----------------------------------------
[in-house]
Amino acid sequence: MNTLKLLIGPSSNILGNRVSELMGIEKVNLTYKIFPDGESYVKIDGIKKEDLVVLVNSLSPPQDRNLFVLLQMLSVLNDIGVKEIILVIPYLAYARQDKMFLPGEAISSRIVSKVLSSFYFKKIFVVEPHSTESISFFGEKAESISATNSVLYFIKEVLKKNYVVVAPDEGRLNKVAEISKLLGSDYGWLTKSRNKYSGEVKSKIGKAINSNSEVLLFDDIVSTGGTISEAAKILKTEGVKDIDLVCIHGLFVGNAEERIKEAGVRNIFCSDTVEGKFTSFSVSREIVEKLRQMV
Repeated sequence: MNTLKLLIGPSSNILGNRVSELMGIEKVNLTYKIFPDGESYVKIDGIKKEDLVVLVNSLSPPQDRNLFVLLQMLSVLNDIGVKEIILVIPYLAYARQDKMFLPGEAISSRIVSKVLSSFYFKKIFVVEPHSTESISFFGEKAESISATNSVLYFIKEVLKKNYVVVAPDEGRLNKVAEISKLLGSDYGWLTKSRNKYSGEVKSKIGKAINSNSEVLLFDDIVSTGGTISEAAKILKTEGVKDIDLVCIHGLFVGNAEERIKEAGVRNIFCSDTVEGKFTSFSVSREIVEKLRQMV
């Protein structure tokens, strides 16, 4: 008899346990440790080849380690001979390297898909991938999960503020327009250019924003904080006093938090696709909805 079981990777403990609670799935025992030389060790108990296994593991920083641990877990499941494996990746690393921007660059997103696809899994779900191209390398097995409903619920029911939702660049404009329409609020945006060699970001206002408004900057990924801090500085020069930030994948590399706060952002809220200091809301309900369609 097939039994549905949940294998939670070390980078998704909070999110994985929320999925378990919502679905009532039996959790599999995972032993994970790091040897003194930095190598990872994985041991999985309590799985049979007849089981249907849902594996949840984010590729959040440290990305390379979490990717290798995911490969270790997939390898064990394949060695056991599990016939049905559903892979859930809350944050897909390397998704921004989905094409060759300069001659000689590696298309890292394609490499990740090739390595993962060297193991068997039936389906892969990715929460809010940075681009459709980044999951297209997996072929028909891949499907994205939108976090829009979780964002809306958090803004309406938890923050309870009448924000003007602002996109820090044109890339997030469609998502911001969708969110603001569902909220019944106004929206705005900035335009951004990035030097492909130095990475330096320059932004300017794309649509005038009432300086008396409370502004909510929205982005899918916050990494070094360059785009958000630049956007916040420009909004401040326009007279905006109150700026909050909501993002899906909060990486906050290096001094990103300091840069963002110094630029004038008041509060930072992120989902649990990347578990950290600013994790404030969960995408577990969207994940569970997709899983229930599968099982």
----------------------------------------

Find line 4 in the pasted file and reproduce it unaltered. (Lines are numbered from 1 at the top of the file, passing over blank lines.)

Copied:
């Protein structure tokens, strides 16, 4: 008899346990440790080849380690001979390297898909991938999960503020327009250019924003904080006093938090696709909805 079981990777403990609670799935025992030389060790108990296994593991920083641990877990499941494996990746690393921007660059997103696809899994779900191209390398097995409903619920029911939702660049404009329409609020945006060699970001206002408004900057990924801090500085020069930030994948590399706060952002809220200091809301309900369609 097939039994549905949940294998939670070390980078998704909070999110994985929320999925378990919502679905009532039996959790599999995972032993994970790091040897003194930095190598990872994985041991999985309590799985049979007849089981249907849902594996949840984010590729959040440290990305390379979490990717290798995911490969270790997939390898064990394949060695056991599990016939049905559903892979859930809350944050897909390397998704921004989905094409060759300069001659000689590696298309890292394609490499990740090739390595993962060297193991068997039936389906892969990715929460809010940075681009459709980044999951297209997996072929028909891949499907994205939108976090829009979780964002809306958090803004309406938890923050309870009448924000003007602002996109820090044109890339997030469609998502911001969708969110603001569902909220019944106004929206705005900035335009951004990035030097492909130095990475330096320059932004300017794309649509005038009432300086008396409370502004909510929205982005899918916050990494070094360059785009958000630049956007916040420009909004401040326009007279905006109150700026909050909501993002899906909060990486906050290096001094990103300091840069963002110094630029004038008041509060930072992120989902649990990347578990950290600013994790404030969960995408577990969207994940569970997709899983229930599968099982």